18 July 2002
Human Rights High Commissioner Says Economic and Social Council Has Significant Role in Advancing Rights of Most Vulnerable
Council Concludes Humanitarian Affairs Segment
NEW YORK, 17 July (UN Headquarters) -- Indigenous people, trafficked persons and those suffering from HIV/AIDS or disabilities were often invisible within their own societies and their rights neglected, Mary Robinson, United Nations High Commissioner for Human Rights, told the Economic and Social Council today.
Echoing the dominant themes of the humanitarian segment, which concluded today, Ms. Robinson said the Council had a significant role to play in advancing the rights of such individuals and groups. Human rights obligations must be more fully integrated into national responses to HIV/AIDS. She also urged the Council to ensure that the rights of such persons were not forgotten when measuring implementation of the Millennium Development Goals.
The representative of Namibia said natural disasters, widespread hunger, chronic poverty and the devastating effects of HIV/AIDS in southern Africa called for swift action from all relevant agencies and the donor community. He noted the drop in humanitarian funding currently channelled through the Consolidated Appeals Process (CAP), which had become the most vital tool for resource mobilization, humanitarian coordination and strategic planning in complex emergencies.
Angola was battling an emergency humanitarian situation affecting more than 5 million people, the representative of that country said. The Office for the Coordination of Humanitarian Affairs (OCHA) had launched the CAP for Angola early this year, but it had so far received only 34 per cent of the total amount requested. Consequently, hundreds of thousands of Angolans in desperate need of attention would not receive it. Response to the appeal would help millions of Angolans and play a pivotal role in peace and national reconciliation in his country, which involved the demobilization and reintegration of about 85,500 combatants and 300,000 family members.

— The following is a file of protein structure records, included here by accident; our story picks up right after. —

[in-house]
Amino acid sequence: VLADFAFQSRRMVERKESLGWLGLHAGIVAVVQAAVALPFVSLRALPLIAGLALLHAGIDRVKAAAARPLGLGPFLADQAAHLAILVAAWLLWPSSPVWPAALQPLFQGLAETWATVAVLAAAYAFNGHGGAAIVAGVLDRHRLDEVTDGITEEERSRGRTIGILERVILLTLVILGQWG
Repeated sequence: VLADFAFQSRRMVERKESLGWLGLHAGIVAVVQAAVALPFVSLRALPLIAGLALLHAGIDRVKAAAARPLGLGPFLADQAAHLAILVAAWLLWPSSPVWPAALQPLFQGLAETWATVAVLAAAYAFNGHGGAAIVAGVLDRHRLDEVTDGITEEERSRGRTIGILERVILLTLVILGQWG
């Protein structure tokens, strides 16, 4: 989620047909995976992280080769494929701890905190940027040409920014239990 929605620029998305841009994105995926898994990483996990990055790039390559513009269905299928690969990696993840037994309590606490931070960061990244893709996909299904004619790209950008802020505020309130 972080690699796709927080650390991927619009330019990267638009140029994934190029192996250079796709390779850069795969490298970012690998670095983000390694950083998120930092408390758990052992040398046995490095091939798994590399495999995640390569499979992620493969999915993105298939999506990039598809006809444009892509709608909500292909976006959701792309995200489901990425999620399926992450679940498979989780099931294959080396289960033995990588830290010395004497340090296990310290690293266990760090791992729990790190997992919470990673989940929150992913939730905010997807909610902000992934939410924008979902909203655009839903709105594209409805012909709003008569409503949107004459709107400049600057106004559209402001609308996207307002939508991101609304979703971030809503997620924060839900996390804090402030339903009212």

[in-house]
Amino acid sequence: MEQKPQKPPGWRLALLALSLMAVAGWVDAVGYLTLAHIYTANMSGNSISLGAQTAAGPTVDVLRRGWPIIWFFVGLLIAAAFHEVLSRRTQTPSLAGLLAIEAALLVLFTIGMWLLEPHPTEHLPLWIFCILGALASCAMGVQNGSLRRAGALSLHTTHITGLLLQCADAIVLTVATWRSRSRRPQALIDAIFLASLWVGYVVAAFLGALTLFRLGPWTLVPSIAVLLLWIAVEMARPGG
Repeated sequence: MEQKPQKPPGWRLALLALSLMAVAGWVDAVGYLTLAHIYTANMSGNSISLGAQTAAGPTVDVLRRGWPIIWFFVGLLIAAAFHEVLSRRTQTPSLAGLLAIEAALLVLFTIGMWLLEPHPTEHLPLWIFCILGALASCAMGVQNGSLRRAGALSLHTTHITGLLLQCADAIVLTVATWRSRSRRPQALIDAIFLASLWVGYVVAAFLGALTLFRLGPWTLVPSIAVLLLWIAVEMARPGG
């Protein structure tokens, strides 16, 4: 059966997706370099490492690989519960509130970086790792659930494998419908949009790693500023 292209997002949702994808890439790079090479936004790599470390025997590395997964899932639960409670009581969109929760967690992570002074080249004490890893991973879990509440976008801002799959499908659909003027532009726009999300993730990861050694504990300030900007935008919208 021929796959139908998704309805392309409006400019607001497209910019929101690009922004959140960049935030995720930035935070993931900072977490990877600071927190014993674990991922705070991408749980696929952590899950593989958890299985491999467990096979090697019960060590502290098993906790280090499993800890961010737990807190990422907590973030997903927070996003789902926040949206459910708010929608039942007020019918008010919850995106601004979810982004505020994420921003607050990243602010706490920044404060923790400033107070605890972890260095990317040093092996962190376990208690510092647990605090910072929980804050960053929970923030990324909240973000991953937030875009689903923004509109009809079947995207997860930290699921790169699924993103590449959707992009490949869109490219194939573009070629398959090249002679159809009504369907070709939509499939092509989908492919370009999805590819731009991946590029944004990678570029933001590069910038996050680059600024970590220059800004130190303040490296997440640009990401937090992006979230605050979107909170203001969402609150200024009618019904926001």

The representative of the United Republic of Tanzania said the drought now raging in southern Africa stressed the usefulness of a strengthened regional response. However, he added, strengthening the regional presence had to go hand in hand with capacity-building measures for the government and local populations to equip them with the relevant expertise in contingency planning and regional coordination.
The representative of Cameroon noted that the nature of present humanitarian situations encouraged many players to act in close cooperation. She strongly supported the promotion of regional capacities to deal with crises. The world should acknowledge the desire of Africa to mobilize itself for peace.
Mongolia's representative said the intensity and frequency of humanitarian emergencies around the world during the past decade had placed sometimes overwhelming pressure on the resources of affected countries. His country's three-year bout of severe natural calamities had highlighted the importance of the CAP as a useful mechanism for mobilizing and coordinating humanitarian assistance. He stressed that capacity-building for early prevention, detection and coping with disasters, as well as better coordination with regional and international humanitarian assistance agencies, was also vital.
The Under-Secretary-General for Humanitarian Affairs and Emergency Relief Coordinator spoke at the close of the segment. The representatives of the Sudan, Algeria, Colombia, Nigeria, Bhutan, South Africa, El Salvador, Ukraine, Jamaica, Iran, Indonesia, Suriname and Malta also spoke, as did the Deputy Executive Director of the United Nations Population Fund (UNFPA); the Director, Office of Emergency Programmes, United Nations Children's Fund (UNICEF); the observer for the International Federation of Red Cross and Red Crescent Societies; and representatives of the International Labour Organization (ILO), the International Organization for Migration, the United Nations Educational, Scientific and Cultural Organization (UNESCO), and the Food and Agriculture Organization (FAO).